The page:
• Mitchel L. Haubert Jr.

An Encouragement to Improve Your Baptism

If then you were raised with Christ, seek those things which are above, where Christ is, sitting at the right hand of God. Set your mind on things above, not on things on the earth. For you died, and your life is hidden with Christ in God. When Christ who is our life appears, then you also will appear with Him in glory. Therefore put to death your members which are on the earth: fornication, uncleanness, passion, evil desire, and covetousness, which is idolatry. Because of these things the wrath of God is coming upon the sons of disobedience, in which you yourselves once walked when you lived in them. Colossians 3:1-7NKJV


I love baptisms. Not only are they instituted and commanded by our Lord Jesus, but ultimately they are for our good. Before I came to the covenantal view of baptism, I thought baptism was a personal experience. I still do believe it is a ‘one time, means of grace event’. But the question I pose: How does a ‘covenantal’ view of baptism transform us from spectators to participants? In other words, when I witness someone else’s baptism, what does that mean for me? Is there a responsibility on my part? Larger Catechism 167 uses very specific language:

The needful but much neglected duty of improving our baptism, is to be performed by us all our life long, especially in the time of temptation, and when we are present at the administration of it to others…by being humbled for our sinful defilement, our falling short of, and walking contrary to…by drawing strength from the death and resurrection of Christ, into whom we are baptized, for the mortifying of sin, and quickening of grace; and by endeavoring to live by faith, to have our conversation in holiness and righteousness, as those that have therein given up their names to Christ; and to walk in brotherly love, as being baptized by the same Spirit into one body. (Passim)

Colossians is extremely helpful concerning this subject. The Apostle Paul in Col. 2:12 has already informed the Church they have been ‘buried with Christ in baptism, and raised through faith’ (Rom. 6:4 as well). These believers are crucified, hidden, and now they are alive together through Jesus Christ. After laying this foundational principle, Paul now encourages them to seek, treasure, and set their minds upon that which is above. Here are a few things to keep in mind while participating in a baptism service. This isn’t an exhaustive list, but here are some practical things we should observe during the sacrament of baptism.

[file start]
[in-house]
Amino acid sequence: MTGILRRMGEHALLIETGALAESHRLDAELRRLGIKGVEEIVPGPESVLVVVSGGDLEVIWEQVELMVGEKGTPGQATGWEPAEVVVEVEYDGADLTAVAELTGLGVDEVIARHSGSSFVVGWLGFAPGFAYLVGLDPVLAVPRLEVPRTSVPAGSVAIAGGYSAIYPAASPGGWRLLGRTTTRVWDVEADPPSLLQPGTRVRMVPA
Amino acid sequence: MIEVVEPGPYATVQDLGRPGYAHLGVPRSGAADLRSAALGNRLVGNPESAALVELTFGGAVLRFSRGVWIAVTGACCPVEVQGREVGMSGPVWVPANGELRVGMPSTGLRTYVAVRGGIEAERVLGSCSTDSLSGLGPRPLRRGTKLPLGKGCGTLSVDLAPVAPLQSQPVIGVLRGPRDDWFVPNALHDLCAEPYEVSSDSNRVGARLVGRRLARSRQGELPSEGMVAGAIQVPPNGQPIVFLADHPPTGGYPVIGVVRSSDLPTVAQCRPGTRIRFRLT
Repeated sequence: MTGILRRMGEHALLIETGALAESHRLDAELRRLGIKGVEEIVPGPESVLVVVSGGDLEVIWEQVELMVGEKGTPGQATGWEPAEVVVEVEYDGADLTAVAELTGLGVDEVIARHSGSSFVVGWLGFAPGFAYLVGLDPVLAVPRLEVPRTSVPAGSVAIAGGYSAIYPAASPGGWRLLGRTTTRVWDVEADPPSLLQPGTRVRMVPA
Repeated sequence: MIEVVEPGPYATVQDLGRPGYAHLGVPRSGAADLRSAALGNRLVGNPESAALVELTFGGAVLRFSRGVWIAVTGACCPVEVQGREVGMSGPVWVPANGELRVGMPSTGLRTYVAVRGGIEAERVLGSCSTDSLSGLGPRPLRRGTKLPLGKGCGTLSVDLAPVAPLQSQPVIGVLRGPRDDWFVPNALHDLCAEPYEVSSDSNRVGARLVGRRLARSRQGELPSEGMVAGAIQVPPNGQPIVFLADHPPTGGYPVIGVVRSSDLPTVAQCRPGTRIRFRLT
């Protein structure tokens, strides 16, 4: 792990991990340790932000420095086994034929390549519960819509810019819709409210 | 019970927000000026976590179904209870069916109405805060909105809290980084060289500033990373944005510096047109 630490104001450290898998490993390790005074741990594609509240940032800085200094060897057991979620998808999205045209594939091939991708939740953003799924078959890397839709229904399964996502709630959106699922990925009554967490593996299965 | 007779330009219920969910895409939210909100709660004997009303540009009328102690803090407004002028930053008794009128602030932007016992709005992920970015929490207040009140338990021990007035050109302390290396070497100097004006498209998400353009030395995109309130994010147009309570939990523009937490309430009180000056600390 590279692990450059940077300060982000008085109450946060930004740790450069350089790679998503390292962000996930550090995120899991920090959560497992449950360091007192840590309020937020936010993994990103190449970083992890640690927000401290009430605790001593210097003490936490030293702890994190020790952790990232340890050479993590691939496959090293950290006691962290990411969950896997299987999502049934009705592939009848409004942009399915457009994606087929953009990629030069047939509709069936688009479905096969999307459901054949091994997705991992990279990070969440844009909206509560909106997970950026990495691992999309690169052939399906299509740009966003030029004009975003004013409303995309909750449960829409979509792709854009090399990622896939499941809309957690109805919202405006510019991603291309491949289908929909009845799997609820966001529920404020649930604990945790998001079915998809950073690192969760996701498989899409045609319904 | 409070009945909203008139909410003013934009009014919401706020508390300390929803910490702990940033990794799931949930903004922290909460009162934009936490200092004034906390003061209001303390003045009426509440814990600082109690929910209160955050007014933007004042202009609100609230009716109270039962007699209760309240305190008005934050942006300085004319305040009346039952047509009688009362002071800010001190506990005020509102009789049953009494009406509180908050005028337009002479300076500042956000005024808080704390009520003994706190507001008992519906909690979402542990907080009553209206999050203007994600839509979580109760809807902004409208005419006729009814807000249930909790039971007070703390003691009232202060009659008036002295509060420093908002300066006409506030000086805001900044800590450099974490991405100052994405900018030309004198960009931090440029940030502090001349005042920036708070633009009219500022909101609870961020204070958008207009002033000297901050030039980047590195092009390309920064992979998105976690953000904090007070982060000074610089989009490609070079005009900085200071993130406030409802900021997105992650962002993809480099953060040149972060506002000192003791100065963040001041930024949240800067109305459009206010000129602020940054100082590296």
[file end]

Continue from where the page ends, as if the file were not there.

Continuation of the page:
1. You were buried with Christ in baptism– Paul begins by saying in vs. 1, ‘if you were then raised with Christ’. It should go without saying, but the old ‘you’ is dead. You are a new creation in Christ (II Cor. 5:17). You are now hidden in Christ. It is no longer you that live, but Christ that lives in you. We were all once among the ‘sons of disobedience (vs.7), and the full and eternal wrath of God was our inheritance. Yet, God, who is rich in mercy and abundant in love has delivered us through the life, death, and resurrection of our Lord. This Jesus who saved us now sits at the right hand of the Father and ever lives to make intercession for His Bride.

  2. Baptism reminds us to put sin to death– We are called to mortify our members. In the literal sense, this means the old man or body of sin still dwelling in you must be put to death on a daily basis. Christianity is bloody. The Bible actually gives us a checklist of things to watch for: fornication, uncleanness, passion, evil desire, and covetousness (which is idolatry). As we improve our baptism we need to examine our own hearts and see if there is any wicked way within us. Is there some goal or thing in this world which has occupied my heart instead of Jesus? Is there some sin that I refuse to kill? We are called to cut off and pluck out anything which causes us to sin.

  3. Baptism reminds us to long for things above– Jesus told us: ‘Lay up treasures in Heaven for yourselves, where neither moth nor rust corrupt, and where thieves do not break through nor steal. For where your treasure is, there will your heart be also’. So often, we labor and long for that which will ultimately pass away. In baptism, we are reminded of an eternal soul that needs to be cleansed by the blood of Christ. And for those who have been washed by the blood of the Lamb, we must check our hearts. As Christians, we are told to pursue these things: tender feelings of mercy, kindness, humbleness of mind, meekness, long-suffering, forbearance, forgiveness, and, above all, put on love. At the end of the day, baptism points us to Jesus. We need to pursue and put on Jesus Christ who is all in all.

The next time you participate in a baptism service, remember the life, death, and resurrection of our Lord. Meditate on the grace and mercy extended to us who were once ‘the sons of disobedience’. Ask yourself what areas of your life need to be strengthened through walking by faith. Pray that God would reveal to you what remaining sin needs to be put to death. Finally, never forget to consider where your treasure is. In our culture of the here and now, we can so easily forget about what is to come. And we should believe our Lord; the best is yet to come. But we must prepare for it today.

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